RIYADH, Saudi Arabia — President Trump got the royal treatment in Saudi Arabia on Saturday, receiving a lavish welcome that he hopes can erase two weeks of bad headlines, refocus his presidency and unite allies against terrorism.
Day one of his nine-day foreign trip — his first as president — saw the signing of arms sales agreements and discussions on trade, terrorism, Iran and the wars in Syria and Yemen.
In a blitz of pre-negotiated dealmaking, Trump and the Saudi king signed eight different agreements approving almost $110 billion in arms sales to Saudi Arabia. The kingdom also approved 23 foreign investment export licenses with U.S. companies, bringing the total amount of investments to $350 billion over 10 years.
The arms deals included a Jane's catalog of military equipment, the State Department said: Tanks, artillery, counter-mortar radars, armored personnel carriers, helicopters, ships, patrol boats, aircraft and missile defenses. ("Just what the Middle East needs — $110 billion more in weapons," Sen. Chris Murphy, D-Conn., retorted in the Huffington Post.)
But the first day of Trump's five-stop overseas trip was dominated by a series of highly choreographed ceremonies, beginning with an elaborate red-carpet arrival and ending with a traditional sword dance at the historic Murabba Palace.
The Saudi king, Custodian of the Two Holy Mosques Salman bin Abdulaziz Al Saud, greeted the presidential plane in the 101-degree heat as a brass band played, cannons boomed and seven Saudi jets flew overhead trailing red, white and blue smoke.
It was a notable contrast from President Obama's last visit to the kingdom, when King Salman delegated the task of greeting the president to a distant nephew, a provincial governor, amid tensions between the two countries over the Iran nuclear deal.
At an elaborate ceremony at the Saudi Royal Court, Trump bowed to receive the King Abdul Aziz Collar, a medal considered to the kingdom's highest honor — something Trump criticized Obama for years ago.
White House aides appeared to be in good spirits, with Trump son-in-law Jared Kushner giving National Security Adviser H.R. McMaster a high-five between meetings. After dinner, Trump participated in dancing diplomacy, joining the Arabian ardah with Secretary of State Rex Tillerson and Secretary of Commerce Wilbur Ross.
Trump called the day "tremendous" and said it would result in "hundreds of billions of dollars of investments into the United States and jobs, jobs, jobs."
But the journey comes as Trump faces mounting questions about his firing of FBI Director James Comey, who was investigating his campaign's links to the Russian government. Trump avoided questions about the affair all day, and White House press secretary Sean Spicer did not brief reporters.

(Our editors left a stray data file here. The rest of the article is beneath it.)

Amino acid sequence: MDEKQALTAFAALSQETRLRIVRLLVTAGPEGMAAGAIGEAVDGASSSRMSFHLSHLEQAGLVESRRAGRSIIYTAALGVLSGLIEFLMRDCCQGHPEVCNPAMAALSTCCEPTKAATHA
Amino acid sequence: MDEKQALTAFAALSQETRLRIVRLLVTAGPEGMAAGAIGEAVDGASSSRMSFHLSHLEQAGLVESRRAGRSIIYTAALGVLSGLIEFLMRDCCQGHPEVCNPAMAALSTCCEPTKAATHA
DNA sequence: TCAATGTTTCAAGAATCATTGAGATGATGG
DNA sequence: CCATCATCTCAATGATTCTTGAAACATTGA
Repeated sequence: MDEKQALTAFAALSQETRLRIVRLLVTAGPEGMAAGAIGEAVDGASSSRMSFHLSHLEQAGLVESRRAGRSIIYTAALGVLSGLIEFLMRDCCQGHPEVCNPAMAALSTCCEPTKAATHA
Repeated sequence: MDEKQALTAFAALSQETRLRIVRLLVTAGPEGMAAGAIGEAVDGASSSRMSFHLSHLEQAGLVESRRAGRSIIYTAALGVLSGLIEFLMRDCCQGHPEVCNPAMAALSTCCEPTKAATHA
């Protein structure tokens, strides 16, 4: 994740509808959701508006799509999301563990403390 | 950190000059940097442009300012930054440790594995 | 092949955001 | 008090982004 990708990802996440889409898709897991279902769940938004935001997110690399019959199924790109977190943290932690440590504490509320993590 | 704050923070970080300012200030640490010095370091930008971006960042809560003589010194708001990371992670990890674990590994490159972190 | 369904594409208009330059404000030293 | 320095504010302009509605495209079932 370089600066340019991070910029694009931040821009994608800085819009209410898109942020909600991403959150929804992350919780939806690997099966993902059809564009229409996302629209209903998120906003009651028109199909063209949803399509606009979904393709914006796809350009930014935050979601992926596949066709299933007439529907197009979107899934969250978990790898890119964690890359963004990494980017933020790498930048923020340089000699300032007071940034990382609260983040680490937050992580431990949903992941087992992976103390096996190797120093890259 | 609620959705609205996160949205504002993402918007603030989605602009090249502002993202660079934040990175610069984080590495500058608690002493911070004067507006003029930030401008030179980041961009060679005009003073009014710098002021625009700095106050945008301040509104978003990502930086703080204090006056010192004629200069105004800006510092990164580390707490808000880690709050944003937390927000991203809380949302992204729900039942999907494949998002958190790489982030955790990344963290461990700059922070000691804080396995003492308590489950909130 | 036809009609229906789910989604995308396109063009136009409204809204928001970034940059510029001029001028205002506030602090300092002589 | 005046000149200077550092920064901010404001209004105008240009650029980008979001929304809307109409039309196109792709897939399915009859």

White House Chief of Staff Reince Priebus told reporters aboard Air Force One that Trump got very little sleep during the 12-hour, 20-minute overnight flight from Washington, passing the time by reading newspapers and talking to staff.
While Air Force One was in the air, news organizations reported a string of damaging revelations: The New York Times reported Trump told Russian diplomats that Comey was a "nut job," and that his firing would ease the pressure on the Russia investigation. The Washington Post reported a high-ranking White House aide was a "person of interest" in the probe. Later, CNN reported Russian officials boasted of their influence with former national security adviser Michael Flynn, and White House lawyers were preparing for impeachment "just in case."
Trump used the flight to work on his much-heralded speech to Muslim leaders Sunday, Spicer said. The White House considers the speech a centerpiece of the visit and an opportunity to rally Arab allies in the battle against the Islamic State.
According to a draft obtained by the Associated Press, Trump will abandon some of the harsher anti-Muslim rhetoric of the political campaign, describing the war against terrorism as a "battle between good and evil" but "not a battle between different faiths, different sects or different civilizations."
Deputy press secretary Sarah Huckabee Sanders said the draft was just one of five different versions of the speech being written by various aides, and that the president hadn't decided on a final version.
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